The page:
It's finally here! Here's an article from Austin 360. Get ready for pics of the installation and first day of the exihibit!
Knitters city-wide get stitching for Blanton Museum project
By Luke Quinton SPECIAL TO THE AMERICAN-STATESMAN
Updated: 8:50 p.m. Sunday, Feb. 6, 2011
Published: 7:56 a.m. Saturday, Feb. 5, 2011
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There are, surprisingly, 99 trees in the Blanton Museum of Art's Faulkner Plaza. And on March 5, the trunk of each one will be cloaked in striped Technicolor yarn.
This is the museum's contribution for "Explore UT," the University of Texas' annual open house. The "Knitted Wonderland" project is a collaboration with Magda Sayeg, the Austin knitter behind recent instances of "knit graffiti" such as the Lamar Boulevard underpass, and similar commissions all over the world.
But, as anyone who has ever picked up a crochet hook or knitting needle can attest, making 99 tree-sweaters will take a serious labor force.
A group led by Heather Sutherland has been meeting at Gauge Knits in North Central Austin to chat and share their progress.
Sutherland, who runs Knotty Knitters, a local knitting club, is the point-knitter for "Knitted Wonderland." "I just like bringing the community together through art," she says.
But for the group of women at Gauge, not all trees have been created equal. "Some are five feet; some are 11 or 12 feet. They're maybe 30 inches around," says Sutherland. Thankfully, the interest from knitters has been intense. More than 140 are working on a tree or splitting half the work. More work is coming from students enrolled in Sayeg's class at the Griffin School.
Tina Thering is a member of the Blanton, so when the call went out online, she rushed to get tree No. 3. But it turns out tree No. 3 is 11 feet tall, and although many trees have partners, Thering is going it alone. "I mapped it out on Excel," she says.
The colors are an eye-popping mix of turquoise, orange, pink and olive. Yarn stores around town sold out quickly as knitters scrambled to locate the few remaining skeins.
The colors and stripes are the only stipulation, to create some uniformity, so each knitter will leave her mark. "I wanted to make it more whimsical," says Sujo Plassman of Pflugerville. And so she's adorned her crocheted stripes with small triangular thistles.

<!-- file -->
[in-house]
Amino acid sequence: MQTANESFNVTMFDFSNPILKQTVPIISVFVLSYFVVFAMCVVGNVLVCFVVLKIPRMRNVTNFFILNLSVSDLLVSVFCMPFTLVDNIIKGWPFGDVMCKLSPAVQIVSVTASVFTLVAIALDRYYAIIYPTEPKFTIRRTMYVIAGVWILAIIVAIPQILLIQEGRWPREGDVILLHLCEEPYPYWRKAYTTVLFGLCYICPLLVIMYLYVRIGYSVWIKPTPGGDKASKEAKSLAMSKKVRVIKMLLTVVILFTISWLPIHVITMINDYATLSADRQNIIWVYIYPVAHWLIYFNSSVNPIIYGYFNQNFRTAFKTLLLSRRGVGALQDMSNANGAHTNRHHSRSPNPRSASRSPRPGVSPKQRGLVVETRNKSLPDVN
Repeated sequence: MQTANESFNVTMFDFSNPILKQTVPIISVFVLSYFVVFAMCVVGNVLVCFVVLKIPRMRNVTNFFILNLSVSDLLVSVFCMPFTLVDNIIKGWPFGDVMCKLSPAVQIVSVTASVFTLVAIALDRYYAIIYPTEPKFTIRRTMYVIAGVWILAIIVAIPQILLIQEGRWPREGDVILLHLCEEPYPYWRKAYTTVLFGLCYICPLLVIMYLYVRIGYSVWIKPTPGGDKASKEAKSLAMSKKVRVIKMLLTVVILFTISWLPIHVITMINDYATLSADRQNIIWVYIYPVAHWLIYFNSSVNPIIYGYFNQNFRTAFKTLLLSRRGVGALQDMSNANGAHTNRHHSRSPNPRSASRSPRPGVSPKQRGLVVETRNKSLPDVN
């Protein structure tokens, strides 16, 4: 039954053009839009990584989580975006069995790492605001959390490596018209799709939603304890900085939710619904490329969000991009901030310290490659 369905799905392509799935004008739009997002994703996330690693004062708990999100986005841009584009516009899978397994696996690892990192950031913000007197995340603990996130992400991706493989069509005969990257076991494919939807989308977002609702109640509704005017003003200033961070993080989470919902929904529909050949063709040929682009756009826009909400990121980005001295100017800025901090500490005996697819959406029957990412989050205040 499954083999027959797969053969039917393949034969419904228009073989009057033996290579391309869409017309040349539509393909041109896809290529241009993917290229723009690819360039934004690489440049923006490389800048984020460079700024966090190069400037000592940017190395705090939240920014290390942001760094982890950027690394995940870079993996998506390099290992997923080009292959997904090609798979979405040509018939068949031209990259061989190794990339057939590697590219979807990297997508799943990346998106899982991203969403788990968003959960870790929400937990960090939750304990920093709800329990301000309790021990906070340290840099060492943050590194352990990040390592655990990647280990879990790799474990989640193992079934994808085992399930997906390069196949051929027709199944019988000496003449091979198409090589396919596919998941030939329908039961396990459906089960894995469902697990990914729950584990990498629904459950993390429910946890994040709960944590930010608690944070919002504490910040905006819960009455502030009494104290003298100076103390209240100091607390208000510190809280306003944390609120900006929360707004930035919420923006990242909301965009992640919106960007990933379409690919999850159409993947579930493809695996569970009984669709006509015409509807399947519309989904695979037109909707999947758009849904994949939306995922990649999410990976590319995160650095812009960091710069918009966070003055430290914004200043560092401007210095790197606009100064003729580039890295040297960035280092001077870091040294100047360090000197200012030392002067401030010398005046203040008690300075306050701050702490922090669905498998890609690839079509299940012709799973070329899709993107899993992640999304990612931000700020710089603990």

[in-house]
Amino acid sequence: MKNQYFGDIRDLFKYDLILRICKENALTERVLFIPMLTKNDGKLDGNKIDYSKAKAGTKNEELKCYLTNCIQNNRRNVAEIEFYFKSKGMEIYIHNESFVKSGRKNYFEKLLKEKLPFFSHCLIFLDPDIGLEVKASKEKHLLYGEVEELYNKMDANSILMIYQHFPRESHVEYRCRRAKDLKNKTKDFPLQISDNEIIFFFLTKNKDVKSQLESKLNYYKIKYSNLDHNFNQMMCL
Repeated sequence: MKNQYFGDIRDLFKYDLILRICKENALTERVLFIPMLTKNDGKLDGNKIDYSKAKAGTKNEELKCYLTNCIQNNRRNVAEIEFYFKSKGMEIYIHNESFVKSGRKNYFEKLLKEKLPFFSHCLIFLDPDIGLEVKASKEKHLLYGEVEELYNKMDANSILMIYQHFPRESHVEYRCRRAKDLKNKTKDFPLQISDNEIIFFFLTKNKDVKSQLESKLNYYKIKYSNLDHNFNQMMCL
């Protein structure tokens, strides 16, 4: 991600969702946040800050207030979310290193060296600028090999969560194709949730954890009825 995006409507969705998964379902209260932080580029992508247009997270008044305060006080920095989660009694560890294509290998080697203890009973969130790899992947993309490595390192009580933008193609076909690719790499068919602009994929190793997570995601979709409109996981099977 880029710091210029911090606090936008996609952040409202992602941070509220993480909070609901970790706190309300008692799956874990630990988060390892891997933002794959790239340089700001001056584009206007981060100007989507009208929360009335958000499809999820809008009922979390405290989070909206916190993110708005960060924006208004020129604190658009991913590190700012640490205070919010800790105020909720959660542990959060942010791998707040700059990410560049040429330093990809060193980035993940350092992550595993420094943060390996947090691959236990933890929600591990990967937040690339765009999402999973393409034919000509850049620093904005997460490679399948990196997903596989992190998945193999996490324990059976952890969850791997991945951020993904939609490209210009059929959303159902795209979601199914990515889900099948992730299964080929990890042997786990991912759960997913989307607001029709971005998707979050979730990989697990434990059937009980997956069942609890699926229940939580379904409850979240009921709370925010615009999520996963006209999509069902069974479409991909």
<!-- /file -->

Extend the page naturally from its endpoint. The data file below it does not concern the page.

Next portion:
Like a cross between the legendary "wrapper" Christo and environmental artist Andy Goldsworthy, the project will be a comment on the value of time in the arts and crafts. But for non-knitters, it seems frightfully ephemeral.
A few jokes circulated. Couldn't this work do something more, well, useful? How about knitting for the homeless? Of course we don't ask restaurants to feed the poor, and it's unfair to peg knitters to just clothes. Many of these knitters participate in knitting charity groups all over town.
Still, even the volunteers let out a collective groan when it was revealed that the tree coverings would be displayed for just two weeks.
What is to become of all the displayed yarn? The knitters are welcome to retrieve it, and some say their yarn will be reused and donated.
"My daughter thinks it's going to be a skirt," says Plassman. But she's picturing a blanket. "It'd be an awfully heavy skirt," she says.
By ordinary standards, these projects are monsters. Gauge owner Karli Capps says one woman, after an hour of work, had just one inch. That's why Capps has other plans. "I'm going industrial with it," she says, explaining that she's waiting for help to unveil her secret weapon: the Ultimate Sweater Machine.
When Carrie Thielemann, whom Capps calls her "fixer," arrives, they arrange the keyboard-sized machine on the table and set up the lines of yarn to thread through it like an ancient printer.
Sure enough, despite much finagling, three inches of striped yarn had emerged from the mouth of the machine after a scant thirty minutes.
Borrowing the vernacular of graffiti to talk about a monster team of knitters who adorn public objects is definitely a stretch, but it probably sounds a lot cooler to say you're "yarn-bombing" 99 trees at the Blanton than to say you're laboring for 20 to 40 hours to cover a tree for the sake of arts and crafts.
"I don't know why we're using all this violent language around it," quips Capps, tongue-in-cheek.
The project also is related to the museum's upcoming exhibit, "Recovering Beauty: The 1990s in Buenos Aires."